Now there is a possible halfway house. If policymakers are committed to progress against BEPS, but for whatever lobbying reason cannot accept public country-by-country reporting, then this is the get-out.

In our previous submission we already mentioned second-best alternatives, such as storing all country-by-country reporting data in a secured central data system. Staff from the OECD CTPA, IMF FAD, UN Tax Committee, regional tax forums and external researchers could then have full access to all micro data, bound by confidentiality agreements, and be able to publish partially aggregated statistics. It is worrying that the February 2015 guidance on implementation does not even provide for second-best approaches to make the data available to researchers. If some countries continue to block the OECD and G20 from endorsing public country-by-country reporting, the OECD should urgently work on a second-best approach.

Absent immediate agreement on public CbC, there must be – at a minimum – some process in place to collate all the data, to analyse it, and to publish results of that analysis along with partially aggregated statistics to allow further analysis by others. (There’s some discussion of the likely very high benefit-cost ratio involved, in my Copenhagen Consensus piece on post-2015.)

Otherwise we’d be accepting the failure of BEPS 11 – and with it the failure to demonstrate any progress of the whole BEPS initiative. Not to mention that all the CbC compliance costs still be incurred, while we leave all sorts of potential benefits on the table.

Watch this space

So it’s very welcome indeed to see the OECD draft appear to point to the inescapable logic of using CbC data.

But it’s also noticeable that they stop short of an explicit demand of this type. So we may assume the politics remain tricky, even if the logic is clear.

Watch this space.

Update 13/05/15: the public comments on BEPS 11 have been published. Many, including from business, raise interesting questions about specific possible BEPS indicators – a subject to which further attention will be given, not least when some new work on misalignment is ready in a month or two. 

For now, note this interesting feature of the comments: there is broad business support, where data availability is addressed, for the use of country-by-country reporting data to monitor BEPS. This includes:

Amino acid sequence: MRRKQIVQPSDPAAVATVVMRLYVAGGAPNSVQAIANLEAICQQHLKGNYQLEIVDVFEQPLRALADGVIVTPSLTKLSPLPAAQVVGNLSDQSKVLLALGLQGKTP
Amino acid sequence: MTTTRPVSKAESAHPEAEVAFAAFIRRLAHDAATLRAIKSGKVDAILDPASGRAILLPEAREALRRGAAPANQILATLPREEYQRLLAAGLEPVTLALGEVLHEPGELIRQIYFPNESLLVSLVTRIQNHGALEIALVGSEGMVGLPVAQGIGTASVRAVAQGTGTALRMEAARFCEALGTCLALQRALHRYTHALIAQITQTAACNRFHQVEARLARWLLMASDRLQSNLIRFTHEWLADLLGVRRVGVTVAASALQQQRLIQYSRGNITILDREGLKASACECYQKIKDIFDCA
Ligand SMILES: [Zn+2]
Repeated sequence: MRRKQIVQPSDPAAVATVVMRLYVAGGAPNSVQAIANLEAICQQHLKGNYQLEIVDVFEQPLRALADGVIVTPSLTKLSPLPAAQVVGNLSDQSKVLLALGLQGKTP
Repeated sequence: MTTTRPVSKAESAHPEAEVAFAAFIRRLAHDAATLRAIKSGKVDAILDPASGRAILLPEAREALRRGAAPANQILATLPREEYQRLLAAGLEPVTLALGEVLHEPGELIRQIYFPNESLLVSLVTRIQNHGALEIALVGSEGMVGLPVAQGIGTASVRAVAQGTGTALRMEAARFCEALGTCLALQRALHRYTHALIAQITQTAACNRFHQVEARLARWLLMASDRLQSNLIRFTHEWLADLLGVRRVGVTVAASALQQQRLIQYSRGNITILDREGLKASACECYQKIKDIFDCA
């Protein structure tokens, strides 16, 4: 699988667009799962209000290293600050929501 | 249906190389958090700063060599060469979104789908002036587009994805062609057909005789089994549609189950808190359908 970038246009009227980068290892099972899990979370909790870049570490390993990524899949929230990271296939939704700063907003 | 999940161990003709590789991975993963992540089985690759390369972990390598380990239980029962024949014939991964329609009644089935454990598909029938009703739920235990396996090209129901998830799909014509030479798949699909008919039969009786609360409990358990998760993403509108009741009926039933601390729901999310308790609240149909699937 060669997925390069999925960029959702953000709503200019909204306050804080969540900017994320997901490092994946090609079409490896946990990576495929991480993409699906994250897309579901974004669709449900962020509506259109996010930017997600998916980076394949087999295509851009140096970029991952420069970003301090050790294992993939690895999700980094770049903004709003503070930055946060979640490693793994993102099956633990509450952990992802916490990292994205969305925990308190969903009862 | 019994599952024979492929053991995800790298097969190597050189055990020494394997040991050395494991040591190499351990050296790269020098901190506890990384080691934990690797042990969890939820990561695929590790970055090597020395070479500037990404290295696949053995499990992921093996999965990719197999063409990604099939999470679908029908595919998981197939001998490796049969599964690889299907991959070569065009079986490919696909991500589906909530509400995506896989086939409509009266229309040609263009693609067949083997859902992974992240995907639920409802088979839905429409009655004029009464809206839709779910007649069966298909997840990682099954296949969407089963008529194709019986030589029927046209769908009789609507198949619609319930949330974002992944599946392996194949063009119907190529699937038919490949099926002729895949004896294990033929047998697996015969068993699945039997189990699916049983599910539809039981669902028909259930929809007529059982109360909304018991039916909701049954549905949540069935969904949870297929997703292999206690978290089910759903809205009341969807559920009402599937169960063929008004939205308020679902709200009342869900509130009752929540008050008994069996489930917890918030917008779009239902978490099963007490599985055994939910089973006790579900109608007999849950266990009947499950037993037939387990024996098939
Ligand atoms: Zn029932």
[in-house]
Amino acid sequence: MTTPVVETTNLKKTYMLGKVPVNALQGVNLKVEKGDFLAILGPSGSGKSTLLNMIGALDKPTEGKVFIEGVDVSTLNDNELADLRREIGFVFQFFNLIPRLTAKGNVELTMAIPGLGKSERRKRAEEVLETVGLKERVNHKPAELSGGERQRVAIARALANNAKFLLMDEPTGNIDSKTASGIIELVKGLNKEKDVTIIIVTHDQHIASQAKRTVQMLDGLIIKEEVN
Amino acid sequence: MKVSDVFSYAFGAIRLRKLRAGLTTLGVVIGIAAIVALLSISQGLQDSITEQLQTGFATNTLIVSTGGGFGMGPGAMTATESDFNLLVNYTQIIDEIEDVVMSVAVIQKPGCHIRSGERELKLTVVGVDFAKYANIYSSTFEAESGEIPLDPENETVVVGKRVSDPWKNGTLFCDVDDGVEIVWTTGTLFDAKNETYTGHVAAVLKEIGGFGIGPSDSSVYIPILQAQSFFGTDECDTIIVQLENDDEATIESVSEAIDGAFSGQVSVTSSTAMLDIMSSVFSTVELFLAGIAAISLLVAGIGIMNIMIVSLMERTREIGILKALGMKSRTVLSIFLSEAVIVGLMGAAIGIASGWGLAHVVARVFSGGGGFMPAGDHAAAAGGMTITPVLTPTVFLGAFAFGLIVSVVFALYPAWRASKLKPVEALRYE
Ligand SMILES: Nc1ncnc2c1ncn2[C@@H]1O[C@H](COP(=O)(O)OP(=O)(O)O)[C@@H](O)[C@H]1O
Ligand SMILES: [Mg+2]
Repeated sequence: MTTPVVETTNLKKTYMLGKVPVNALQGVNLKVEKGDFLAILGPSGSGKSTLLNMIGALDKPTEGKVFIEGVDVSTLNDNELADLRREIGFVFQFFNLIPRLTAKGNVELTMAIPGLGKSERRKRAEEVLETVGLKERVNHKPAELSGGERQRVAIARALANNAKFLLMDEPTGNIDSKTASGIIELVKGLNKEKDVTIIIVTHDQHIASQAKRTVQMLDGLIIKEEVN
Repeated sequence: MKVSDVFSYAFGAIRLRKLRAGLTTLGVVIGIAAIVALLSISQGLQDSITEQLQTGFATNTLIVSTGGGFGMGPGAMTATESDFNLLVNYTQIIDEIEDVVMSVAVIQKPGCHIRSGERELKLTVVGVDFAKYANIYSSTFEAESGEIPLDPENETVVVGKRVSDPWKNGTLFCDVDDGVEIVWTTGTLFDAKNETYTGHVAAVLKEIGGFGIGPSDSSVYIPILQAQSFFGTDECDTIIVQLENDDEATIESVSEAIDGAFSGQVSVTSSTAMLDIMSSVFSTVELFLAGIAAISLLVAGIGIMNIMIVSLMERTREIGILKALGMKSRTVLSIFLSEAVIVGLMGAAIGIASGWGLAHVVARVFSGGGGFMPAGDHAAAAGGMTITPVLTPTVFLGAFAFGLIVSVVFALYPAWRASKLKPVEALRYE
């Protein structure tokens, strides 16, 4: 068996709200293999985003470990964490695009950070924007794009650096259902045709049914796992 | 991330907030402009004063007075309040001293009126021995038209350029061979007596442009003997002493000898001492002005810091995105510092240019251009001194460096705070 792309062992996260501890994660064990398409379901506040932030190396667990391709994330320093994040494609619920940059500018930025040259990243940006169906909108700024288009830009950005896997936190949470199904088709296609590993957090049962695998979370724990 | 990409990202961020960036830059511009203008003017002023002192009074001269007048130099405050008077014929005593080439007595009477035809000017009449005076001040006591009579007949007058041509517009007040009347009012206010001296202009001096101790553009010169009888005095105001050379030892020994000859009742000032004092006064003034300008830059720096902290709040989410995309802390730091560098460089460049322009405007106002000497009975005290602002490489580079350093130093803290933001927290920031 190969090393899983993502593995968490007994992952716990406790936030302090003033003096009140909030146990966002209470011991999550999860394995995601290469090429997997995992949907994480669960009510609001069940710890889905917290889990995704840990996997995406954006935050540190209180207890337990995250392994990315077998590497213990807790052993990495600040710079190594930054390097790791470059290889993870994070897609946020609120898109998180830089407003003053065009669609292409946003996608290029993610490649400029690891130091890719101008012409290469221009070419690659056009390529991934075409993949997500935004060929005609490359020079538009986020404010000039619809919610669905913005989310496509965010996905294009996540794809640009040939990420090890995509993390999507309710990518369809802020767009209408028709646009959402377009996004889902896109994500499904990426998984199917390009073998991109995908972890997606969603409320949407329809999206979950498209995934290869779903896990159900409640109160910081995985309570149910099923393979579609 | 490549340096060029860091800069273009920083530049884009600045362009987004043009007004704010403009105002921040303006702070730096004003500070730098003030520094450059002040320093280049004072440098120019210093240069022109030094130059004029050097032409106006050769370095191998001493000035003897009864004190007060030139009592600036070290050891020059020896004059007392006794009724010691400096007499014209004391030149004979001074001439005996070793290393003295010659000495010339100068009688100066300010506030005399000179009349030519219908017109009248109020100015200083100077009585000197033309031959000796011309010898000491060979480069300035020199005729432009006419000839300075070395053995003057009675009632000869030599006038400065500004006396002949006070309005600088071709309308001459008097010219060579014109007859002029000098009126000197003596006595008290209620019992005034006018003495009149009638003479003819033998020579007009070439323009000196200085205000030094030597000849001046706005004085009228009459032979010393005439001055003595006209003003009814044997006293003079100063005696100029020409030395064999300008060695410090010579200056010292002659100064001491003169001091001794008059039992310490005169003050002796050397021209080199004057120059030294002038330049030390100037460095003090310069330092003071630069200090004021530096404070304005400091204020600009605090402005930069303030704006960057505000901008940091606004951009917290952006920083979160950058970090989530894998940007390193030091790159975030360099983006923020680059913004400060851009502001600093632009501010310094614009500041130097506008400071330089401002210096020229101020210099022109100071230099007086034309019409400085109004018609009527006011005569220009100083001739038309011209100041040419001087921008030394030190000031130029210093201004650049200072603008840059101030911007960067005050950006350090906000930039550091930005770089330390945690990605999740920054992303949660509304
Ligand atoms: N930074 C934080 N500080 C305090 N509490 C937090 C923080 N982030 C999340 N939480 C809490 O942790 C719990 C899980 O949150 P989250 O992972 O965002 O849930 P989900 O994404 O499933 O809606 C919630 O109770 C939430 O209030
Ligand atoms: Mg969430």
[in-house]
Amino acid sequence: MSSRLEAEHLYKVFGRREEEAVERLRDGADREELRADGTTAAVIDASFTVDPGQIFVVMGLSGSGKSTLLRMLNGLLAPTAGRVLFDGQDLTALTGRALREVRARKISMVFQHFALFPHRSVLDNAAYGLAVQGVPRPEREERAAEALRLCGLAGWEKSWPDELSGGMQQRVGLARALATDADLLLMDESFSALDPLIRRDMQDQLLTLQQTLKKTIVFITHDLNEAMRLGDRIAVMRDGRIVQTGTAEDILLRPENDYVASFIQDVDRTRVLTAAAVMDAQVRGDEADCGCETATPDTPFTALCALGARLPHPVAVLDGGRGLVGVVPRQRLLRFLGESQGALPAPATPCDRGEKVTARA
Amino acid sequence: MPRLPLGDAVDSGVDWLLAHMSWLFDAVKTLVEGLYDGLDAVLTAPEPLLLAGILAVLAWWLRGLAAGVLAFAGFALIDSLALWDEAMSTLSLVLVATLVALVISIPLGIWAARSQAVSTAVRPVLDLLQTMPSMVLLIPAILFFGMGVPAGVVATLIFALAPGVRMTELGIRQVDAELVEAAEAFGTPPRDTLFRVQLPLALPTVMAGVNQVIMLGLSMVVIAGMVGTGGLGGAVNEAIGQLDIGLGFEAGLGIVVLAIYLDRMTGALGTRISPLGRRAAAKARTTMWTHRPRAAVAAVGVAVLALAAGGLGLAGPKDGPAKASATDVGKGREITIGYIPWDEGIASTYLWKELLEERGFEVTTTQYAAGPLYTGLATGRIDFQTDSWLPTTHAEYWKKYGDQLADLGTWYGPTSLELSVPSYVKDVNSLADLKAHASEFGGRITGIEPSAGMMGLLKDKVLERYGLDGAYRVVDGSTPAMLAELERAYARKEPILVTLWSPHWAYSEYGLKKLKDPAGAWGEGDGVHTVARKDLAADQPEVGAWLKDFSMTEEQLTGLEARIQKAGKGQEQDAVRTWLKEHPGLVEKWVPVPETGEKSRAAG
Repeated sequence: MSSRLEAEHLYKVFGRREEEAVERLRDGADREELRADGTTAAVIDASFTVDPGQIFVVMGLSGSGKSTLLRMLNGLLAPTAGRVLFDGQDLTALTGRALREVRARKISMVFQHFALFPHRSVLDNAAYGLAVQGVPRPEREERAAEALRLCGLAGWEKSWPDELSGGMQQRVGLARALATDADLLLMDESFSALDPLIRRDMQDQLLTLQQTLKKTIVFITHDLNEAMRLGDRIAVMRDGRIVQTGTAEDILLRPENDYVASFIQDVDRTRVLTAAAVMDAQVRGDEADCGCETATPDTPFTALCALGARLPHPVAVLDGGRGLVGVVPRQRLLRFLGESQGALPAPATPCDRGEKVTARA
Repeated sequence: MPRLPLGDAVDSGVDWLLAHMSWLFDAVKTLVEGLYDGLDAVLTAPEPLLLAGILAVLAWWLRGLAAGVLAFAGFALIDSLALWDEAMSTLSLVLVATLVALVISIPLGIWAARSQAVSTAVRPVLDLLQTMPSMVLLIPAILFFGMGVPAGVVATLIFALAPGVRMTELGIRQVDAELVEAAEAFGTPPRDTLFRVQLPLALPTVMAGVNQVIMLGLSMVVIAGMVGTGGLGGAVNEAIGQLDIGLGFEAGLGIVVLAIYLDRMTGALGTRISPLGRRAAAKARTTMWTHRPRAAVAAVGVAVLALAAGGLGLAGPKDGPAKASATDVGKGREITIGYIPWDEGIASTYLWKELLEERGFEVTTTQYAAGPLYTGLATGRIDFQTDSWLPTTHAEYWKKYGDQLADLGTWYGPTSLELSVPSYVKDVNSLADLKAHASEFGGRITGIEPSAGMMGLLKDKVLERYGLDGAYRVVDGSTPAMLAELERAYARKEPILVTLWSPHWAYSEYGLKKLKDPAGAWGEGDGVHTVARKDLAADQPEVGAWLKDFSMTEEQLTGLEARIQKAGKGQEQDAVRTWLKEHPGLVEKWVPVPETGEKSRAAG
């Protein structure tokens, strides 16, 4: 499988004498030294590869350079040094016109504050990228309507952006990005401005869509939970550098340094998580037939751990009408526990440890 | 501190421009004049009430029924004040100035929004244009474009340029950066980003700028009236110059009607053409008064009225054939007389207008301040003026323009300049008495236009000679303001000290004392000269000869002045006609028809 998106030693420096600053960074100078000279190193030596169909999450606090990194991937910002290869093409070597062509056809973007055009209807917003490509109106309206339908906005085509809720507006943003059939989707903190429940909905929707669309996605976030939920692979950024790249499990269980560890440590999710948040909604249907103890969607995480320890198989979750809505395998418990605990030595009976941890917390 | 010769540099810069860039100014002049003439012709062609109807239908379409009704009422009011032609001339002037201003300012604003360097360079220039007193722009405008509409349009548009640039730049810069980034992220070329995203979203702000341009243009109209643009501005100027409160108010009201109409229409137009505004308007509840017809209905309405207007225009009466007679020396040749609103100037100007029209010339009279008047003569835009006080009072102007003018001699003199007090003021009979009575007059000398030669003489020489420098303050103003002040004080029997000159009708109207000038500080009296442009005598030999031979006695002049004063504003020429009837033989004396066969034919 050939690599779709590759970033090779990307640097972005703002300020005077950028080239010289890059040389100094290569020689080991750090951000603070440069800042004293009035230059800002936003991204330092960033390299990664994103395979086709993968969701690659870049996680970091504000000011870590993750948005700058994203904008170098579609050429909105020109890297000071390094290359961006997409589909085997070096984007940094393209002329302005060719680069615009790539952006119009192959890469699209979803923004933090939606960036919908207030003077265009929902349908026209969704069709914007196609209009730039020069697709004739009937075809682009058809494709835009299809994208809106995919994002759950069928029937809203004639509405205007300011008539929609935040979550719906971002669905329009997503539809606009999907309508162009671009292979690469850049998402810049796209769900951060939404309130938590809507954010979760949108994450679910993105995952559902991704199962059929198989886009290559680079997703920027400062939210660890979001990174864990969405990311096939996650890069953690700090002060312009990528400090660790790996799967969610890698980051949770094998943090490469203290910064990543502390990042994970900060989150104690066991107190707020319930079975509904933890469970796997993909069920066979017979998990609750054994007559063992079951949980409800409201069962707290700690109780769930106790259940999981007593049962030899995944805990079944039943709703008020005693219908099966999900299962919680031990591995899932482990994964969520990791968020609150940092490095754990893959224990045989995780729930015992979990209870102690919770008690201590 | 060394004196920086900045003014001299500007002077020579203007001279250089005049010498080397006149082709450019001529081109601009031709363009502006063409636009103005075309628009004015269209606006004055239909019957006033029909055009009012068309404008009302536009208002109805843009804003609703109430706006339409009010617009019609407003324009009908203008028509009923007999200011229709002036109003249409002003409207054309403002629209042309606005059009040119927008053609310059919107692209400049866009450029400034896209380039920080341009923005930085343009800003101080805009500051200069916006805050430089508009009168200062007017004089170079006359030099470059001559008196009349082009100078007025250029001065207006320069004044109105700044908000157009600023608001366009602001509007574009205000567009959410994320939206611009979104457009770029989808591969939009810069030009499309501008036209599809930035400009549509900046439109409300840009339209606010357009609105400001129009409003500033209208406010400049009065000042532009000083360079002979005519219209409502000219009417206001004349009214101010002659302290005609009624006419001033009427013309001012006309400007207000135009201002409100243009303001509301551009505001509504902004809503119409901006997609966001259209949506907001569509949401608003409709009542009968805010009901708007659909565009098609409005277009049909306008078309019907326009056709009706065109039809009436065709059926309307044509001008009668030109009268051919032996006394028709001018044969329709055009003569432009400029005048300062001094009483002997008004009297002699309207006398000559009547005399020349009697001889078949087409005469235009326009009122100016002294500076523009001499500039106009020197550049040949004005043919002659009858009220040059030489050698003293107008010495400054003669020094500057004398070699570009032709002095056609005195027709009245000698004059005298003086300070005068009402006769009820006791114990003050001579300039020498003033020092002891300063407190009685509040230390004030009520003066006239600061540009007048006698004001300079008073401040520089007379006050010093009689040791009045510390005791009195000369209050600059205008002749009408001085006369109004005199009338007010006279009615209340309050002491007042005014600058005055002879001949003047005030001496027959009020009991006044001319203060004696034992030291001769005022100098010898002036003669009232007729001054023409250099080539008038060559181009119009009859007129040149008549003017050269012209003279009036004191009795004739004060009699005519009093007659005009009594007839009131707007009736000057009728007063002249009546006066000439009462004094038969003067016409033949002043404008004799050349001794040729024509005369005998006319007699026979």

British business group, the CBI:

These documents should provide tax authorities with significantly more information that they currently possess and therefore we would suggest that analysis is also carried out on the new information that tax authorities will have to monitor BEPS before any additional burden is created for business under this Action.

Big 4 accountants EY: 

The country-by-country report will require that MNEs gather information of a type and in a manner that it are not required for any other accounting or tax purpose.  The master file/local file framework for transfer pricing documentation will require extensive quantitative and qualitative information about the MNE group and about the individual entities in the group.  We would urge that the OECD look first to the data that will be collected through this new information reporting before considering any new reporting requirements.

TD Bank sum up the general view, which seems to be that CbC data should be used for BEPS rather than imposing any additional compliance requirements:

‘Moreover, the compliance burden on multinational corporations will increase significantly with the new country-by-country reporting and master file transfer pricing documentation contemplated under BEPS Action 13.  We do not believe further additions to the reporting requirements for corporate taxpayers should be the answer.  Rather, we believe it is important for tax authorities to work together to share the information that already is provided and, as the Discussion Draft notes, to use the available data more effectively.  One key use of the available data is to better measure the incidence of BEPS.

 

One thought on “Measuring tax avoidance: What data for BEPS 11?

  1. Pingback: OECD country-by-country reporting: Strangled at birth » Uncounted: Alex Cobham